Equity Housing Group calls for changes in Government policy and approach to address housing crisis in the Northwest
Published by Cheryl Stevens for Equity Housing Group in Housing and also in Central Government, Communities, Local Government
In a mission to address problems and issues faced by the housing sector on both a national and local level, Stockport based Equity Housing Group invited guests and partners to its Annual General Meeting on 28 August 2014 and led the way in a lively discussion around the changes needed to enable the social housing sector to effectively meet the needs of their residents and communities.
Catherine Ryder, Head of Policy at the National Housing Federation and Sue Derbyshire, Leader of Stockport Council and member of AGMA Executive Board, joined Carole Hassan, Chair of Equity Group’s Board to form a panel as part of a question and answer session attended by key housing representatives from the region’s social housing and local government sector.
During the discussion the panel was asked to outline what changes they would make if they were appointed as Housing Minister in the 2015 General Election.
Carole Hassan called for a more localised approach to funding and service delivery and a greater flexibility regarding ring fencing of government funds. The panel identified a need for housing associations to become ‘more than a landlord’ by offering a holistic and innovative approach to services; including support and advice on employment, health and wellbeing for residents and the communities in which they serve.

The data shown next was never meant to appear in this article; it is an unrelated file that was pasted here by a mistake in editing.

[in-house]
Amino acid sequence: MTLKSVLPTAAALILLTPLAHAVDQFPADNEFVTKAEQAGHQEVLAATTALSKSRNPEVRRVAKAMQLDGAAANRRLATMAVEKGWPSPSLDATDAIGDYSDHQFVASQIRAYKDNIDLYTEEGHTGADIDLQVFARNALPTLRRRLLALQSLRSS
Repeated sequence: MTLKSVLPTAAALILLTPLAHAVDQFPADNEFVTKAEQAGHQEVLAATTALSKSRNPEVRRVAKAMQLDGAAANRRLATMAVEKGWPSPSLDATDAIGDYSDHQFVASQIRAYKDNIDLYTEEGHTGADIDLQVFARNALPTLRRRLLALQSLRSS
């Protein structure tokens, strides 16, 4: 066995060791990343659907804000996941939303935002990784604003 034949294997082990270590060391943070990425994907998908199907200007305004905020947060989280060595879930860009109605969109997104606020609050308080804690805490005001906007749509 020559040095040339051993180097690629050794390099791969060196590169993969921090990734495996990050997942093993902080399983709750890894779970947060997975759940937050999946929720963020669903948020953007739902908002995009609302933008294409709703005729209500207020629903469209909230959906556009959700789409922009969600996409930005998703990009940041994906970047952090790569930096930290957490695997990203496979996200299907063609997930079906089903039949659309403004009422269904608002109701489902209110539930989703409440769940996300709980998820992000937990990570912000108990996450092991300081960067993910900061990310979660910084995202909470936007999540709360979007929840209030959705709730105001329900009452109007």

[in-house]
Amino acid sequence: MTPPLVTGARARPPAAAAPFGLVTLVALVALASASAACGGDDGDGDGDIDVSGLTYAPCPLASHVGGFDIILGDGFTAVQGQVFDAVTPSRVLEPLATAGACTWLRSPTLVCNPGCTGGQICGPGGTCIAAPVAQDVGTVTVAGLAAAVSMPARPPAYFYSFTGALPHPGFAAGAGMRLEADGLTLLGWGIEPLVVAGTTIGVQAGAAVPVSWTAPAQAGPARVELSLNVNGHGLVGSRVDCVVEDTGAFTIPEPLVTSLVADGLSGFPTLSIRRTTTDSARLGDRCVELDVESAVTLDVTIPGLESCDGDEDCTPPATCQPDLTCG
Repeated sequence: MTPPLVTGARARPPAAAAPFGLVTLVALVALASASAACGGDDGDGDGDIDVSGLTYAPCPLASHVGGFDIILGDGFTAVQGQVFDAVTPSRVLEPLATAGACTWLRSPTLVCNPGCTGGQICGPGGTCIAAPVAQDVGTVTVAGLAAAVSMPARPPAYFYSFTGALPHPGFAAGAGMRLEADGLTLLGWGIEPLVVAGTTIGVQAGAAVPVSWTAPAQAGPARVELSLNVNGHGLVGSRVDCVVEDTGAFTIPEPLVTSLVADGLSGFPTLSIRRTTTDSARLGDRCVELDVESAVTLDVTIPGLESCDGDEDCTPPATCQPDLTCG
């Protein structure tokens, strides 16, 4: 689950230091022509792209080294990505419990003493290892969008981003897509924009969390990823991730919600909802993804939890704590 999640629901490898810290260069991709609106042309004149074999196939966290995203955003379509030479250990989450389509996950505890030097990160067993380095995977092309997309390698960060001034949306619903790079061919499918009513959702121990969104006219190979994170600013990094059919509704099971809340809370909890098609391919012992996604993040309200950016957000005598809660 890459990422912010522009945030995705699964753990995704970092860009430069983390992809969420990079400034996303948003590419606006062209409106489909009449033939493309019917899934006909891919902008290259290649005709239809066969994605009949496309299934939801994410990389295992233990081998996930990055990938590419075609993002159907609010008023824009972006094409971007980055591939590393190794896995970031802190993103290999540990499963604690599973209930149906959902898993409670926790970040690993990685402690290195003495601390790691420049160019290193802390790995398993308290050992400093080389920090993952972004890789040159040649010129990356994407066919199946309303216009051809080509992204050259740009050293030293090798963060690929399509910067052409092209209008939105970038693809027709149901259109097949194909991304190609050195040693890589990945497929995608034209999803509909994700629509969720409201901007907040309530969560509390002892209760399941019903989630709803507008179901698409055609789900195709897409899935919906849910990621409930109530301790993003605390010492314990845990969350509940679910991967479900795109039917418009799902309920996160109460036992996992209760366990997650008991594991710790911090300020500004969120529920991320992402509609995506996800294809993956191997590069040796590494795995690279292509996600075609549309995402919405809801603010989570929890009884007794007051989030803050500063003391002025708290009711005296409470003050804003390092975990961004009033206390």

The panel identified a need for greater recognition and responsibility of the housing crisis from Central Government, calling for all cabinet ministers to understand how housing can impact their portfolios. The Panel was also in agreement that the under occupancy (Bedroom) tax needed to be radically changed or discarded. Carole Hassan said,
“The bedroom tax should be scrapped altogether. Rather than meeting its original objective to house people appropriately, all it has achieved is to demonise people and punish them for being poor.”
On the subject of meeting housing needs within the Northwest, it was agreed that a variety of options need to be adopted by housing associations, including general let, private rent and shared ownership. According to figures from a new YouGov poll for the National Housing Federation, 81 per cent of parents in England of children 18 and under are worried about the impact of rising house prices on the next generation. This is an issue Equity Housing Group is trying to address by creating more opportunities for shared ownership within the region.
Finally the panel appealed to Central Government not to reform the National Planning Framework; however the need to recognise that planning is about people was identified as a priority. A call for better engagement on a local level coupled with a greater push for the social housing sector to market what it does in a positive and collaborative way concluded a lively and interesting afternoon.
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